“She made me sleep with the dog on the floor, and gave me expired food. She made me take care of three children and work non-stop. She would ask me to do something whenever she saw me taking a break. Worst of all, she would talk nasty in my face, saying things like ‘Indonesians are stupid.’ She did not know that I understood what she was saying.”

Photo: Annabelle Zhang.

“I fought with my employer, the agencies and negotiated with the consulate.”

Upon their arrival, the local agency told her and other Indonesian workers that they were responsible for loans and had to pay the agency, without any written agreement or further explanation. Whenever she went to the Hong Kong or  Indonesian agency for clarification, the agency would kick the ball to the other agency.

“This is common practice for all the agencies,” she said.

The legal commission charge is 10% on the first month and nothing afterwards. However, Elysa was charged HK$2500 out of HK$4110 per month for six months.

“The consulate does nothing to protect us. I suspect that they tolerated the agencies’ illegal practices.”

“How to make policy? We need to fight together.”

Elysa is now leading Serikat Buruh Migrant Indonesia (SBMI) HK – Indonesian Migrant Workers Union Hong Kong. Since December 2015, Elysa has received at least 84 cases seeking her help, including cases involving slavery and abuse by employers in the past six months. The additional challenge lies in the fact that when workers have active cases, they are not allowed to work – leaving them unable to support themselves financially, not to mention their families back in Indonesia.

At the last gathering that I joined, I witnessed how they went up and agreed to their mission: to provide migrant workers and their families with education, a program on immigration, financial support and legal support.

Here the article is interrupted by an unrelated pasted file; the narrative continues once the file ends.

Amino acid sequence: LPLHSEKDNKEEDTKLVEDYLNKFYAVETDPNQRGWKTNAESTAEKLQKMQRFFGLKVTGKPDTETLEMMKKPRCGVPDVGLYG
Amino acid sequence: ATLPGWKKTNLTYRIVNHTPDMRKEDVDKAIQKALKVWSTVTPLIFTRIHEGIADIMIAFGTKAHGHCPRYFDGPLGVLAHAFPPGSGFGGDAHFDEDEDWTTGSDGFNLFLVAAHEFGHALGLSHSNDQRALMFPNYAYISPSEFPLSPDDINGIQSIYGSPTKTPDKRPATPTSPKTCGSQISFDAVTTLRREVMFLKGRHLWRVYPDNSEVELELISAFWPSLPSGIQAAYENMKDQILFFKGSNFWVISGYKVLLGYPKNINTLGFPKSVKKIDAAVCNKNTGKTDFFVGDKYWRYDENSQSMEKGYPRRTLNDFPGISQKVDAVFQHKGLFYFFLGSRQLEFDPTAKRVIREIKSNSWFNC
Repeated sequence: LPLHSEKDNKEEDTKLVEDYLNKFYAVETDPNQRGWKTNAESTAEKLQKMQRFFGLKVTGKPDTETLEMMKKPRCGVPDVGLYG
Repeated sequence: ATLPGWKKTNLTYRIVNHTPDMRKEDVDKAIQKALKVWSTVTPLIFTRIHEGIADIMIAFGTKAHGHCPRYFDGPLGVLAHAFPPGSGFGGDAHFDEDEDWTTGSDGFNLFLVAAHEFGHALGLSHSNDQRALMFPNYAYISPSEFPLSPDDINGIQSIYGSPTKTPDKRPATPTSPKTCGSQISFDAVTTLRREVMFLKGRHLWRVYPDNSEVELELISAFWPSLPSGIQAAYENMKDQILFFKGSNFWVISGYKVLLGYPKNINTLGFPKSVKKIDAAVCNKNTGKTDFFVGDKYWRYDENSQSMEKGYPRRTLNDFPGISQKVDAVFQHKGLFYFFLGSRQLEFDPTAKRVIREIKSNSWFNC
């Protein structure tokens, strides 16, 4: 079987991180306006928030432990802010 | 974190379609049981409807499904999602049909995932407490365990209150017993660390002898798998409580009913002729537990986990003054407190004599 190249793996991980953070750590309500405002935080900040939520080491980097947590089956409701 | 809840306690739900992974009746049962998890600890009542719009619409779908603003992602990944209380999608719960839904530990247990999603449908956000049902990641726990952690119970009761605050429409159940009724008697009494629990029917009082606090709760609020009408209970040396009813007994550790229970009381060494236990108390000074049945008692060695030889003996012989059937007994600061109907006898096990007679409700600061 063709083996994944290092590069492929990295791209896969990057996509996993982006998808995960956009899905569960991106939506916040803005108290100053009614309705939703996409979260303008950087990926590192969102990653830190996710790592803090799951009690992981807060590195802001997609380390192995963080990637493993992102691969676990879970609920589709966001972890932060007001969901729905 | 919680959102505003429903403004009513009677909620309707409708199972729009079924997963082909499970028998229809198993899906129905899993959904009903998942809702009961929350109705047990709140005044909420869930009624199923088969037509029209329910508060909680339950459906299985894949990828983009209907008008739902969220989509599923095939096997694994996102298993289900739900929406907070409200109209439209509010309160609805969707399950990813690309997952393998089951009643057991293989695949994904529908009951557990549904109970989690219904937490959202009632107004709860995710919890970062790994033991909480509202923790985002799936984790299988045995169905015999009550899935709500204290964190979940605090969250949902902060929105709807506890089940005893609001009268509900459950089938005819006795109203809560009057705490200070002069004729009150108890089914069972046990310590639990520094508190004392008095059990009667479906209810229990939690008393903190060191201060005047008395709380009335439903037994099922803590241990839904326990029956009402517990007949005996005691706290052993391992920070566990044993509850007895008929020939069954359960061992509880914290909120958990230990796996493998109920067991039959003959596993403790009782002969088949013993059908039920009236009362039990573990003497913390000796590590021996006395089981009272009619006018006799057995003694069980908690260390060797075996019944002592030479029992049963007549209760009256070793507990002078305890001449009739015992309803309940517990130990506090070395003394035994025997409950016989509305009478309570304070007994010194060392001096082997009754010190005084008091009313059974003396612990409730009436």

“Have you worked with any NGOs?” I asked.

“I have tried before. These NGOs do not cooperate with the migrant workers and do not allow workers to follow up once the NGOs pick up the case. Indonesian migrant workers are afraid to face, not to mention fight with, the agency. We migrant workers have to work together in order to support our family and the community. Migrant workers have to be smart. I don’t want their money wasted by themselves or their relatives and then they come back to Hong Kong to work again. We need to change the policy to protect migrant workers.”

“I felt sad when I cannot provide support and I am concerned about how to help them.”

Elysa is currently in Hong Kong on a tourist visa. To stay longer, her only option would be to obtain a migrant domestic worker’s visa. In order to get that visa, she then has to get a contract as a domestic worker. But if she works as a domestic worker, she will not be able to advocate for the other workers.

“It’s always 24-hour work for domestic workers,” she said.

Photo: Annabelle Zhang.

“I had a dream too.”

Elysa’s younger sister wanted to go to college this year, but Elysa had to tell her, “not this year, maybe next year.”

Elysa’s first daughter wants to become a doctor and is currently studying at medical school.

I asked her what her dream is.

“My childhood dream was to learn English, which was not offered at school then, so I learned all by myself. I wanted to finish the degree and get a job but that dream was long gone since the [pause, which I inferred to be “rape”]. Now I dream of continuing my studies one day. I have already got an offer from a school in Indonesia for this dream but I cannot accept the offer because I want to help the community.”

Annabelle Zhang

Annabelle arrived in Hong Kong on a hot Saturday in the summer of 2015, after 15 hours in the air. The next day, on her way to explore her new workplace, she was shocked by the scene on the elevated pathway in Central. After digging into what's behind the scene, she decided to write about the stories of the migrant domestic workers as a way to raise awareness about the underpinning issues and call for action in the community.